If you hear a song you like, go listen to the album it came from; then go listen to all of the albums by that band or artist. Go read about the band online. Read interviews with the band. Check out side projects by all the members of that band, there might be more music you like in there (although, often not, sadly–I’m looking at you, Paul McCartney). Musicians sometimes make other forms of art too; they write, paint, speak publicly, and all that is worth seeking out as well.1

If you see a movie you like, it’s always worth it to watch other films by that director. Watch all of them! If you really enjoyed a certain actor’s performance, go watch more films with that actor in it. Keep in mind, the look and feel of a film is (often) mostly the work of the cinematographer, and cinematographers can hop directors, so be sure to scope out the cinematographer in some of your favorite movies and see if they did other work. If you’re really into movies, you could follow editors and screenwriters around…

When you are meeting someone new, it can mean a lot to them when you pick out some little thing they talked about and say, “Hey, can you tell me more about this?” Another way of putting it is this: there is nothing anyone likes more than talking about themselves, so do your best to get your guest talking, and they’ll think they had an amazing time hanging out with you and always remember you fondly.2

The nice thing about this is that there are so many people in the world, and they are so different from each other, that almost everyone has knowledge of, or insight into, something you’ve never experienced and maybe never will. People who’ve worked different jobs, who’ve lived in different places, who are entirely different races and from entirely different cultures, may have entirely different perspectives on familiar topics, or have opinions on things you’ve never even had to think about yourself. If you are a curious person, then everyone you meet can be a fount of wisdom, you just have to find that thing they are passionate about and get them talking.

That’s about it. I didn’t really plan this post out very well, and it’s been sitting in my drafts forever, but I wanted to get it out into the world and I can always update it later or structure it out a bit more. The advice is too simple, not really much else to say here in the end. Just… you know… be interested in things. Don’t spend all your time just consuming content passively, take an active role in finding things (and people!) that interest you and pursue them diligently. I promise you, it pays off in the long run.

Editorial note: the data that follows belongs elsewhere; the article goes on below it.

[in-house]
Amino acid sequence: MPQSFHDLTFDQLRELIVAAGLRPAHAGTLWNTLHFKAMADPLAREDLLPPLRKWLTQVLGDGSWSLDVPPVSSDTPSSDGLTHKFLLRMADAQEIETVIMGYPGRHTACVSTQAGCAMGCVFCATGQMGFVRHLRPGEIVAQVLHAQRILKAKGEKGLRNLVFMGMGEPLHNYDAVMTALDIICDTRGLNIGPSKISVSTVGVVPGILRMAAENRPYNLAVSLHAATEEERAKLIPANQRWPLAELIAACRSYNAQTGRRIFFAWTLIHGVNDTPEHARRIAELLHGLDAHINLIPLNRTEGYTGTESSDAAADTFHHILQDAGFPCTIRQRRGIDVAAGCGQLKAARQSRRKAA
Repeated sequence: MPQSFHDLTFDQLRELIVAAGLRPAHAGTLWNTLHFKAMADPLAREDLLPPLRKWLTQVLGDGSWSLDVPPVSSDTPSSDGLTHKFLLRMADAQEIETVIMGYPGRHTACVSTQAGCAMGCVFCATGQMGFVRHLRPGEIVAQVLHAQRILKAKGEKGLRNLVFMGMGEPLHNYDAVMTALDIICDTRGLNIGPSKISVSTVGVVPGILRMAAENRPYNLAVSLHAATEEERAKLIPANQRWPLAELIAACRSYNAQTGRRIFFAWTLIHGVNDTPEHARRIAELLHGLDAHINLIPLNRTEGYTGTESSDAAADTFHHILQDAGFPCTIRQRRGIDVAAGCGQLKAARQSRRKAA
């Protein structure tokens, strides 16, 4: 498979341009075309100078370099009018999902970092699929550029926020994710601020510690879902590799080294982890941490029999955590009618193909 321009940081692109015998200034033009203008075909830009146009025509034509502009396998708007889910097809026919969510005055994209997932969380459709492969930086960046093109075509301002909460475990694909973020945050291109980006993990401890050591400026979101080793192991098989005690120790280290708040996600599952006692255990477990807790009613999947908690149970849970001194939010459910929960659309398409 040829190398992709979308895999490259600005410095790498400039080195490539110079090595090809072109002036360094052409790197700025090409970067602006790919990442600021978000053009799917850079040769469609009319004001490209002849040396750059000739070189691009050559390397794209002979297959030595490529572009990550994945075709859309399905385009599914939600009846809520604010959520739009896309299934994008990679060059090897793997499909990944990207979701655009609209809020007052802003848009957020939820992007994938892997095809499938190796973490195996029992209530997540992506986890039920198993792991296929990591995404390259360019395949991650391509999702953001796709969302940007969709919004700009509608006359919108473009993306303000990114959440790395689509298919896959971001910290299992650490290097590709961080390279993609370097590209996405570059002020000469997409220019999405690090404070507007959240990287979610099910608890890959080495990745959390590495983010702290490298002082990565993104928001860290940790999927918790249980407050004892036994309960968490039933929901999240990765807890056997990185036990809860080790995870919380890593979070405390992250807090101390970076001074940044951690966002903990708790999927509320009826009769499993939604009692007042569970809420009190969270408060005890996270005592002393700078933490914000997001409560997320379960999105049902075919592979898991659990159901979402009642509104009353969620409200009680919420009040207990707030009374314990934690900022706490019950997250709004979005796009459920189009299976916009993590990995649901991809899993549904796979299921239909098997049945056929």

1. But never, ever, ever meet the people who make the art you enjoy. Don’t do it! You can buy merch from them at their concerts, shake their hand if you see them at an art showing, but for the love of all that is good and holy in this world, do not have a conversation with them. That is one area that curiosity has almost always burned me. Don’t meet your heroes. They’re just normal people, and you could be hearing / seeing / enjoying something in their art that they are not at all aware of, and whatever connection you may think you have with that person because of their art may be a total misconception. Fair warning… ↩︎
  2. This can also be an extremely good way at detecting people you should not spend time with. The more they talk about themselves, the better you get an idea of the kind of person they are, so you should be able to more easily detect red flags. Even better: if they spend the entire time talking about themselves, and show absolutely no interest in asking you any questions whatsoever, you know that person has no genuine interest in you and you can act accordingly. ↩︎